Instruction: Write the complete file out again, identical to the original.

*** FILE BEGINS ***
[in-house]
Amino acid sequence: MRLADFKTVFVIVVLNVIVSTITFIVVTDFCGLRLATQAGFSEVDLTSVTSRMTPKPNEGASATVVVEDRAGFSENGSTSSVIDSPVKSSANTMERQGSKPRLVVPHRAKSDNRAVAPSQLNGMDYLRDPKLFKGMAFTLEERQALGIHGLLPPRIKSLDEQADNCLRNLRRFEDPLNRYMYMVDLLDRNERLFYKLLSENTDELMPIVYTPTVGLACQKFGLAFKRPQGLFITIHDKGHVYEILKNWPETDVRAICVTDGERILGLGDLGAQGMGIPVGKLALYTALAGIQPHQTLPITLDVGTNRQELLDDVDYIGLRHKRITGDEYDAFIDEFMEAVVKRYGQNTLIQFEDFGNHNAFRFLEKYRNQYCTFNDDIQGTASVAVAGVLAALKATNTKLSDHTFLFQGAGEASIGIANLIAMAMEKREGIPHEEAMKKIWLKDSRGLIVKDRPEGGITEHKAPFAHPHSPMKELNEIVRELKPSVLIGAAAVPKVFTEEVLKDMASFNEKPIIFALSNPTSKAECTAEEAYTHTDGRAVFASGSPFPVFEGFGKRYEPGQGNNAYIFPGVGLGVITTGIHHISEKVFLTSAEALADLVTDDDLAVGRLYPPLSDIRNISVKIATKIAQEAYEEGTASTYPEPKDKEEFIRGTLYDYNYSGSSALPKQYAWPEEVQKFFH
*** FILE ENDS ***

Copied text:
[in-house]
Amino acid sequence: MRLADFKTVFVIVVLNVIVSTITFIVVTDFCGLRLATQAGFSEVDLTSVTSRMTPKPNEGASATVVVEDRAGFSENGSTSSVIDSPVKSSANTMERQGSKPRLVVPHRAKSDNRAVAPSQLNGMDYLRDPKLFKGMAFTLEERQALGIHGLLPPRIKSLDEQADNCLRNLRRFEDPLNRYMYMVDLLDRNERLFYKLLSENTDELMPIVYTPTVGLACQKFGLAFKRPQGLFITIHDKGHVYEILKNWPETDVRAICVTDGERILGLGDLGAQGMGIPVGKLALYTALAGIQPHQTLPITLDVGTNRQELLDDVDYIGLRHKRITGDEYDAFIDEFMEAVVKRYGQNTLIQFEDFGNHNAFRFLEKYRNQYCTFNDDIQGTASVAVAGVLAALKATNTKLSDHTFLFQGAGEASIGIANLIAMAMEKREGIPHEEAMKKIWLKDSRGLIVKDRPEGGITEHKAPFAHPHSPMKELNEIVRELKPSVLIGAAAVPKVFTEEVLKDMASFNEKPIIFALSNPTSKAECTAEEAYTHTDGRAVFASGSPFPVFEGFGKRYEPGQGNNAYIFPGVGLGVITTGIHHISEKVFLTSAEALADLVTDDDLAVGRLYPPLSDIRNISVKIATKIAQEAYEEGTASTYPEPKDKEEFIRGTLYDYNYSGSSALPKQYAWPEEVQKFFH